Based on whatever time limitation you have aim to get to a specific numbers of completed sets. Could be 3, 5, 7 etc.
Use a moderate rate, don't worry about going to heavy the first few times out. (I currently stick with 2 plates right now as the surface I sled on has a lot of resistance)
After each workout assess how well your body has recovered. Do you feel fresh the morning after? At the end of the week are you worn out? If the answer is no, up the weight or the number of sets completed. I would stick with upping the sets before manipulating how much weight you have on the sled.
If the answer is no, reassess your nutrition, how much sleep you're getting each night and maybe look at decreasing number of sets or weight on the sled.
Once you've reached your target amount of sets you can start to progressively increase the weight weekly over time. For Lower body Sledding I would think 20-30 lbs increments would be doable. For Upper body Sledding 10-20 should be just about right.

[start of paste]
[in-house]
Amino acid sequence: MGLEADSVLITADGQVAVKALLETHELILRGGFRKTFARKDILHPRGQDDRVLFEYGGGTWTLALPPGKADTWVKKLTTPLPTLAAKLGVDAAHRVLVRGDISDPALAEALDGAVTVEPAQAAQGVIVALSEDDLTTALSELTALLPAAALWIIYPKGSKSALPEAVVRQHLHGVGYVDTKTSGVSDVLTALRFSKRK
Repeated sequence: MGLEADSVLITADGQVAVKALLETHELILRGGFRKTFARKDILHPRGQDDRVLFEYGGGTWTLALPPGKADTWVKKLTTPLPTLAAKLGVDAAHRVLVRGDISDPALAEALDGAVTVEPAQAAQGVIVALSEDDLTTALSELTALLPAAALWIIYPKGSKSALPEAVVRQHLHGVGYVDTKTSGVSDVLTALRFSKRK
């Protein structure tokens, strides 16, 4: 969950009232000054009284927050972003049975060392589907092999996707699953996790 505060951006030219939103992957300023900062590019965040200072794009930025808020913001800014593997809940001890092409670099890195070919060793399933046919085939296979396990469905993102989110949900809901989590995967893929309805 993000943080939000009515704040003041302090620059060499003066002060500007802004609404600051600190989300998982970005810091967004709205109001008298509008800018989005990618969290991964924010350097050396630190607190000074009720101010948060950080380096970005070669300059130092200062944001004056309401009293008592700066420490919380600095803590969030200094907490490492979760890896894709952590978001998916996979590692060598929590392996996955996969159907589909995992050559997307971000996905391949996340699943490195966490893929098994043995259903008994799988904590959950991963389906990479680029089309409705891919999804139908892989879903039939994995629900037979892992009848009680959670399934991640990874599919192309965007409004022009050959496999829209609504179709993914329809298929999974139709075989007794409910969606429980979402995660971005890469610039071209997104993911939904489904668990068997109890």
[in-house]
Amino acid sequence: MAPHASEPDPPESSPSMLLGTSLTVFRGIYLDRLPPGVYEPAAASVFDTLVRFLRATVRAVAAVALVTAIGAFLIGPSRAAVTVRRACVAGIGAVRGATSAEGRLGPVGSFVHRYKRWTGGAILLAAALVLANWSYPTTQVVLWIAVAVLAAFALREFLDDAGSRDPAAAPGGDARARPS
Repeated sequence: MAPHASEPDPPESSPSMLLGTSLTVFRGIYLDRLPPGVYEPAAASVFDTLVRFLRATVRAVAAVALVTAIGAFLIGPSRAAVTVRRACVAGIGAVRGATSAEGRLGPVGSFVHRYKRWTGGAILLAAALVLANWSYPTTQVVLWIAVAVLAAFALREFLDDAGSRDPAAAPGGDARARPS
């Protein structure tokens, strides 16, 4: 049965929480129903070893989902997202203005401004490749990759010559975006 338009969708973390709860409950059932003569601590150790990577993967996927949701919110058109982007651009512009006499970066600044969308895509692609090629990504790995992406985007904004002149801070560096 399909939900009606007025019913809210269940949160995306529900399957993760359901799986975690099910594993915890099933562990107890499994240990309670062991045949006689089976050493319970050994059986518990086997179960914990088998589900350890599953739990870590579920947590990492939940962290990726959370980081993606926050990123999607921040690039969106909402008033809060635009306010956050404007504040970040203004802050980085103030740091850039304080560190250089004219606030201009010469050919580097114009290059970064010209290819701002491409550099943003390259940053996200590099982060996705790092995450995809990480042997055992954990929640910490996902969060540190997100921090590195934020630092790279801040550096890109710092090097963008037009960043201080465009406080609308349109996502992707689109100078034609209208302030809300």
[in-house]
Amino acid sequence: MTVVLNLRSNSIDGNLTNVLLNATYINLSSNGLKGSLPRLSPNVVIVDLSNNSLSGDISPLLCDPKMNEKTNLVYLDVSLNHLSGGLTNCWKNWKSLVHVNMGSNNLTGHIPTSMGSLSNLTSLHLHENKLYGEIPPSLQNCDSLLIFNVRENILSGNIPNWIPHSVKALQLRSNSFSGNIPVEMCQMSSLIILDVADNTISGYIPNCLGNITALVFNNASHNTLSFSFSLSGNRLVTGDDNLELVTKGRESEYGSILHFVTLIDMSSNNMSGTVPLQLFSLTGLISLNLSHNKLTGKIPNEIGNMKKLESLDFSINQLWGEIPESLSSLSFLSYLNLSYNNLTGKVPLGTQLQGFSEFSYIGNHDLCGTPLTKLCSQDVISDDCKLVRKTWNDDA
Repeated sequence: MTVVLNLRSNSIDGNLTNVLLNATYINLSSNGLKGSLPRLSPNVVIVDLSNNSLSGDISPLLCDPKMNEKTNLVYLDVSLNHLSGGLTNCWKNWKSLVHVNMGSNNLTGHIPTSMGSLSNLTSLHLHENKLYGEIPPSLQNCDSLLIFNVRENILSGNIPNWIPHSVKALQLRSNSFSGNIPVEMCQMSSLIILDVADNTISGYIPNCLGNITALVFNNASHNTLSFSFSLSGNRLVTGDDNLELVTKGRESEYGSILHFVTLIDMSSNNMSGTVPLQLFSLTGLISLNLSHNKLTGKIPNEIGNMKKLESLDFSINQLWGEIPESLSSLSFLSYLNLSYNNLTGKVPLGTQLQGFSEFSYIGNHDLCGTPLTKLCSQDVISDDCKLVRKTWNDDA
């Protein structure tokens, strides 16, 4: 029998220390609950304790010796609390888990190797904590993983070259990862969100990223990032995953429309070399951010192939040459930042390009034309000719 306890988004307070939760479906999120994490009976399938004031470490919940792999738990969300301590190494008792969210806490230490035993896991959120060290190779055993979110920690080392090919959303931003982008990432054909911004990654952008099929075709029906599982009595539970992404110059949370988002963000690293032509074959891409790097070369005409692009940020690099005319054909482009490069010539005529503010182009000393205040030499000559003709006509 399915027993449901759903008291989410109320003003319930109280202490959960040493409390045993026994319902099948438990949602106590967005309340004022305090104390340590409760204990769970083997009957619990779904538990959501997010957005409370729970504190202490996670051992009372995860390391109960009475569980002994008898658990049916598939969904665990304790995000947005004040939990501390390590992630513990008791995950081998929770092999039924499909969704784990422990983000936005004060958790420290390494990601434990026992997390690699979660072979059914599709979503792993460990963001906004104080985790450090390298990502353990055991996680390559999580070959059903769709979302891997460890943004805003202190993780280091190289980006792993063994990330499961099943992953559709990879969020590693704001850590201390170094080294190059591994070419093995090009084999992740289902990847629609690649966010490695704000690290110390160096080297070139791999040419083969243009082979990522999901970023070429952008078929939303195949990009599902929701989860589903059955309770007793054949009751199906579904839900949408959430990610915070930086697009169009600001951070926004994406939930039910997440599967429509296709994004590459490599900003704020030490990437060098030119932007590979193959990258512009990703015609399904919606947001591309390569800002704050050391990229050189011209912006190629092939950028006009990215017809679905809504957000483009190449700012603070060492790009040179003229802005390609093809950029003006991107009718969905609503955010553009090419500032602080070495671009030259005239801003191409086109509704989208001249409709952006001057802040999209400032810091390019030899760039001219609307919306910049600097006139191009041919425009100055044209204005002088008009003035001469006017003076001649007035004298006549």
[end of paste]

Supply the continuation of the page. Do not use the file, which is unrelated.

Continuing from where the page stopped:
There are an infinite amount of ways to assess how much weight to use this is just an example of what I'm doing.
If you need anymore help feel free to PM me.
Ps. Here is a copy and paste of CT's original article
The Simple Rule for Adding Volume
The simple rule is to use metabolic fatigue as a guideline, and never train to the point where you feel like you have nothing left in the tank, energy-wise.
Here's a good test: 15 minutes after your last set of eccentric-less training for legs, you should feel like you want to do more. I'm not suggesting you actually do more; just take note of how you feel, and use that as a gauge to determine when you've overdone it.